The images in this article were taken pre-COVID-19.
Changing the way you think can change the way you learn. Because of this, having a growth mindset might be one of the most important parts of education.
Imagine if you could do anything, just because you believe you can. That’s essentially a growth mindset – knowing your talents can be developed can help you achieve more in education and life.
Here is why you should ensure you have a growth mindset, how to develop this perspective, and why you should apply it when you volunteer abroad with GVI.
What does it mean to have a growth mindset?
Carol Dweck, a Stanford psychology professor, pioneered research that revealed that underlying beliefs about intelligence can have a dramatic impact on education.
Studies by Dweck showed that individuals who believe talents can be learned achieve more than those who believe talents are innate qualities. This led her to coin the phrase “growth mindset”.
Video by: Stanford Alumni
The growth mindset is based on the idea that intelligence is malleable and that when you change your mindset to a growth perspective, you can achieve more.
The idea of pliable intelligence ties in with neural development. Studies on brain plasticity have shown how connections between neurons can change with experience. When you practise something, neural networks develop new connections and strengthen existing ones.
So, when you practise a new skill or learn something new, you are stimulating neural growth. Through the process of learning, you can actually change the structure of your brain, developing and rewiring it to engage in more positive ways of doing things.
Fixed mindset vs growth mindset
A fixed mindset is based on the assumption that our intelligence, creativity, and skills are fixed traits that we can’t change.
As such, when people with a fixed mindset make a mistake, they believe it reflects weaknesses that are impossible to change. People with this mindset prioritise documenting talent, as they are concerned with appearing intelligent, instead of working to improve personal qualities.
This view also dictates that talent is a quality a person is born with and is the main factor in success, meaning effort isn’t necessary to succeed.
The key difference between a fixed and a growth mindset is that people with a growth mindset believe qualities such as intelligence, personality or character can be cultivated through effort. Through application and experience, anyone can grow and learn.
Having a growth mindset in the classroom
Believing you can learn anything you put your mind to is crucial in education. Cultivating this growth mindset often starts with teachers and the way they respond to students’ work.
Praising students for hard work, rather than intelligence, will help to foster confidence that anything can be learned with the right amount of effort. When students worry less about looking intelligent and put more energy into learning, they’ll achieve more overall.
Conversely, Dweck’s research found that when teacher’s praise children for being smart, they encourage a fixed mindset, which discourages students from taking on challenges.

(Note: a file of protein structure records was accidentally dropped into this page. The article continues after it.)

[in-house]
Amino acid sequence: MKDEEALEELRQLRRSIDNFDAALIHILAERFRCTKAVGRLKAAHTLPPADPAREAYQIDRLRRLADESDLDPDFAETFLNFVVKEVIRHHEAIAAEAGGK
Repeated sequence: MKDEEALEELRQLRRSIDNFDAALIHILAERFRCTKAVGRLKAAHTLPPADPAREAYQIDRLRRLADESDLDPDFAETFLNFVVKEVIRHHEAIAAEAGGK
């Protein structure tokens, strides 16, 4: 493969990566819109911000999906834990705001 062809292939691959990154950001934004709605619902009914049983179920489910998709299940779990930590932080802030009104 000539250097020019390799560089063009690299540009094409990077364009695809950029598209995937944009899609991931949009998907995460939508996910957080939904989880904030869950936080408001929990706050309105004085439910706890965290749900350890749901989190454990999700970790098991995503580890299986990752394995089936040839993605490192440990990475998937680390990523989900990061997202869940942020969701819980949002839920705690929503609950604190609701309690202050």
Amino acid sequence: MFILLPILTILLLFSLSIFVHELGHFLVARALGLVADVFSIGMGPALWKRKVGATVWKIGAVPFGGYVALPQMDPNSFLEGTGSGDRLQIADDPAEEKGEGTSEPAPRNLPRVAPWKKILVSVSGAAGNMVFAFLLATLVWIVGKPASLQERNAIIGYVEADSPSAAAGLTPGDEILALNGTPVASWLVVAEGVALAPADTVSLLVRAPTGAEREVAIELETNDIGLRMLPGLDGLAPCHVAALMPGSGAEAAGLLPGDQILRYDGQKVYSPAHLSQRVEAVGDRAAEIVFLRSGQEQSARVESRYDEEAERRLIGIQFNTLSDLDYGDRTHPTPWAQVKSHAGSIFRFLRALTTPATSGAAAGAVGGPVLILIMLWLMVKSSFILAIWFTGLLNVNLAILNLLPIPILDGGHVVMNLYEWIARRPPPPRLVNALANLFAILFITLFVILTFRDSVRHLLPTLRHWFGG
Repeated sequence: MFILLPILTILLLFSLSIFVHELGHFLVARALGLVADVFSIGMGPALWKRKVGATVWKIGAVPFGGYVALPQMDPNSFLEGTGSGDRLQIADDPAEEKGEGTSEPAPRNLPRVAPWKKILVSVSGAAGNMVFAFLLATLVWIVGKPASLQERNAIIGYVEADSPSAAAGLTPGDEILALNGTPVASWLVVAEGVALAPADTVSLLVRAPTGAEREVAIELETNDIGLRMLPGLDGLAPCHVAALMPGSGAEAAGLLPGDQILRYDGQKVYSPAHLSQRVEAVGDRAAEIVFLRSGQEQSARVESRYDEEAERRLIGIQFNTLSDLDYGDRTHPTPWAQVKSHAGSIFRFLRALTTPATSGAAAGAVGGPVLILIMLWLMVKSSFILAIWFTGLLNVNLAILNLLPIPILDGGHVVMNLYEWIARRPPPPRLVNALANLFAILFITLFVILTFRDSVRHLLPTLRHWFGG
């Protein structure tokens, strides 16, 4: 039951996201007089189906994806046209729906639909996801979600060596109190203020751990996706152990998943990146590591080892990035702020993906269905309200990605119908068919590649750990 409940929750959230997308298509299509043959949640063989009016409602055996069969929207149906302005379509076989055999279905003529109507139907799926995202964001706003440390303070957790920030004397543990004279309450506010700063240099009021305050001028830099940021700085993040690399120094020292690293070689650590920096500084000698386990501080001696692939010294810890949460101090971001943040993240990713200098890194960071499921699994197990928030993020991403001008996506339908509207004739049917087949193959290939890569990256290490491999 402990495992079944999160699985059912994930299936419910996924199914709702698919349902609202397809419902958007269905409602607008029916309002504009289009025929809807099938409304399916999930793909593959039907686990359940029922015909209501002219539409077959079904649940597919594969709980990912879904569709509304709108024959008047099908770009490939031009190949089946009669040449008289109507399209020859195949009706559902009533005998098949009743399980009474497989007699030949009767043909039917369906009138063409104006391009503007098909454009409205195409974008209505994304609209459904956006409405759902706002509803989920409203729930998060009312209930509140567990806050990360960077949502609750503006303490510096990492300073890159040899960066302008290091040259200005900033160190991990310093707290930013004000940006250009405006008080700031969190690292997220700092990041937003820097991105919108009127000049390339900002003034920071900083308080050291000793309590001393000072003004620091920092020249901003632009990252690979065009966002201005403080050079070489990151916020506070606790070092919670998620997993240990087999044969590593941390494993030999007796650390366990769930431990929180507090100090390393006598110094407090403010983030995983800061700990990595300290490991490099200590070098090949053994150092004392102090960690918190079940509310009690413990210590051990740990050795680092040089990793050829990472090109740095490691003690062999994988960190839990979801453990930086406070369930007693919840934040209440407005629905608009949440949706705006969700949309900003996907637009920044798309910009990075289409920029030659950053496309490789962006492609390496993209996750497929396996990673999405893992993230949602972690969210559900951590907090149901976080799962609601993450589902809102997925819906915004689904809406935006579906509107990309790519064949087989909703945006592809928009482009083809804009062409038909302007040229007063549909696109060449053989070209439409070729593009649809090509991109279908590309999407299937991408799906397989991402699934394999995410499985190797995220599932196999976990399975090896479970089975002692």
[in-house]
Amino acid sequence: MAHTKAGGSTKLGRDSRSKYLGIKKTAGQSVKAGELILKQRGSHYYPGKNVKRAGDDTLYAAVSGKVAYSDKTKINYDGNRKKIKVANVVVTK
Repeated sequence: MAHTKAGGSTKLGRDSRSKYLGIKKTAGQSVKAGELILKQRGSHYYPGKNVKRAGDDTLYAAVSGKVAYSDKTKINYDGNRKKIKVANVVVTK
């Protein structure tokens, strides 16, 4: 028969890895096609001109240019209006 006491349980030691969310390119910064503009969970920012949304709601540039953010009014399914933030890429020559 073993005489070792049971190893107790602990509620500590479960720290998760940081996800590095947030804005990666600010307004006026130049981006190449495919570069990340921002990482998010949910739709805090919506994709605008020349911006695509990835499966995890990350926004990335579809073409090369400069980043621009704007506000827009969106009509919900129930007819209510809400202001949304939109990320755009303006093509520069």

Many students can be afraid to admit they need to work at a task, out of fear they’ll look unintelligent. In fact, psychology researchers have found that a fixed mindset is associated with more mental health challenges in adolescents.
Teenagers with a fixed mindset were 58% more likely to have symptoms of anxiety, depression, or aggression than their peers with a growth mindset.
However, putting effort into learning doesn’t mean a student isn’t naturally smart. Putting in effort should be viewed as the reason students enjoy academic success, rather than a reason to be embarrassed.
When a growth mindset for students is adopted in the classroom, learning potential is limitless.
How to develop a growth mindset
To develop a growth mindset while learning something new, view challenges as opportunities and mistakes as lessons learned, rather than failures.
One of the best ways to remind yourself to persevere and resist giving up after you have a setback is to use the word “yet”.
For example, you might not know how to speak Spanish yet.
You might not know how to teach others yet.
You might not know how to lead a team yet.
You might not know how to carry out biological surveys yet.
But, with the right attitude and determination to learn, you’ll be able to do all of these things while learning more about local and global issues and improving your employability at the same time.
Applying a growth mindset to for-good work
The growth mindset is an important part of GVI’s commitment to growth and development, both in terms of training individuals and working towards the United Nations Sustainable Development Goals (UN SDGs).
The UN SDGs require persistent growth, and a willingness to change how you approach them. We adapt how we work to ensure we are responding to current best practices, a mentality that is reflected in our Badge of Ethics. Our badge represents our journey of consistent development and growth through reflection.
We also apply the growth mindset to our training for participants. Our programs can present a range of challenges, so we encourage you to approach them with an open mind. We’ll provide you with comprehensive training for all of the skills you’ll need, and a growth mindset will help make sure you get the most out of this learning process.
Participating with GVI is an excellent way to exercise your growth mindset and apply this perspective to new learning opportunities. Explore our range of service-learning and sustainable development programs to find out more about the skills you can learn, while making an impact in the world.